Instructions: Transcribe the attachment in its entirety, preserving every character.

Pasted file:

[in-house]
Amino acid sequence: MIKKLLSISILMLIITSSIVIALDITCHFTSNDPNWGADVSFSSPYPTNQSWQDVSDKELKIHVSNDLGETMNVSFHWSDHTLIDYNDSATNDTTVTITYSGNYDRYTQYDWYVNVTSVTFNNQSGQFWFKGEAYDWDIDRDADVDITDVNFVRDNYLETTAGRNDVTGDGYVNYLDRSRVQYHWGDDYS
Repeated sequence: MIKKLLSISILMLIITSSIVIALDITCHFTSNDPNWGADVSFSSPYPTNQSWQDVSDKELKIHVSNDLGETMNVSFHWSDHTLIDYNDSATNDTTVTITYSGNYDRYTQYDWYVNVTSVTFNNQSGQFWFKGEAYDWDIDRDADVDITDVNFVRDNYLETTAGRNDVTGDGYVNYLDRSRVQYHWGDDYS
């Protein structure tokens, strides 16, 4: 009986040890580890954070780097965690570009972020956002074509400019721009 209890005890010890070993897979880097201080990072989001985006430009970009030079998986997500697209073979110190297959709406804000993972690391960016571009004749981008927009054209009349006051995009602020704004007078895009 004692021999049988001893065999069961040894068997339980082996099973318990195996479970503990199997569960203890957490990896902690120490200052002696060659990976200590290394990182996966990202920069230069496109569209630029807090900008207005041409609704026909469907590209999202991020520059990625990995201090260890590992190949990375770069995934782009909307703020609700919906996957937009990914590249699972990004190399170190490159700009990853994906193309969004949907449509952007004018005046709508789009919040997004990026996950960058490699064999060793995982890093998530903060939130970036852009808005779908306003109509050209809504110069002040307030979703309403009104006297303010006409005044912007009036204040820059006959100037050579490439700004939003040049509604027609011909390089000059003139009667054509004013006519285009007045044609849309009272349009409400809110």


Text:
[in-house]
Amino acid sequence: MIKKLLSISILMLIITSSIVIALDITCHFTSNDPNWGADVSFSSPYPTNQSWQDVSDKELKIHVSNDLGETMNVSFHWSDHTLIDYNDSATNDTTVTITYSGNYDRYTQYDWYVNVTSVTFNNQSGQFWFKGEAYDWDIDRDADVDITDVNFVRDNYLETTAGRNDVTGDGYVNYLDRSRVQYHWGDDYS
Repeated sequence: MIKKLLSISILMLIITSSIVIALDITCHFTSNDPNWGADVSFSSPYPTNQSWQDVSDKELKIHVSNDLGETMNVSFHWSDHTLIDYNDSATNDTTVTITYSGNYDRYTQYDWYVNVTSVTFNNQSGQFWFKGEAYDWDIDRDADVDITDVNFVRDNYLETTAGRNDVTGDGYVNYLDRSRVQYHWGDDYS
């Protein structure tokens, strides 16, 4: 009986040890580890954070780097965690570009972020956002074509400019721009 209890005890010890070993897979880097201080990072989001985006430009970009030079998986997500697209073979110190297959709406804000993972690391960016571009004749981008927009054209009349006051995009602020704004007078895009 004692021999049988001893065999069961040894068997339980082996099973318990195996479970503990199997569960203890957490990896902690120490200052002696060659990976200590290394990182996966990202920069230069496109569209630029807090900008207005041409609704026909469907590209999202991020520059990625990995201090260890590992190949990375770069995934782009909307703020609700919906996957937009990914590249699972990004190399170190490159700009990853994906193309969004949907449509952007004018005046709508789009919040997004990026996950960058490699064999060793995982890093998530903060939130970036852009808005779908306003109509050209809504110069002040307030979703309403009104006297303010006409005044912007009036204040820059006959100037050579490439700004939003040049509604027609011909390089000059003139009667054509004013006519285009007045044609849309009272349009409400809110």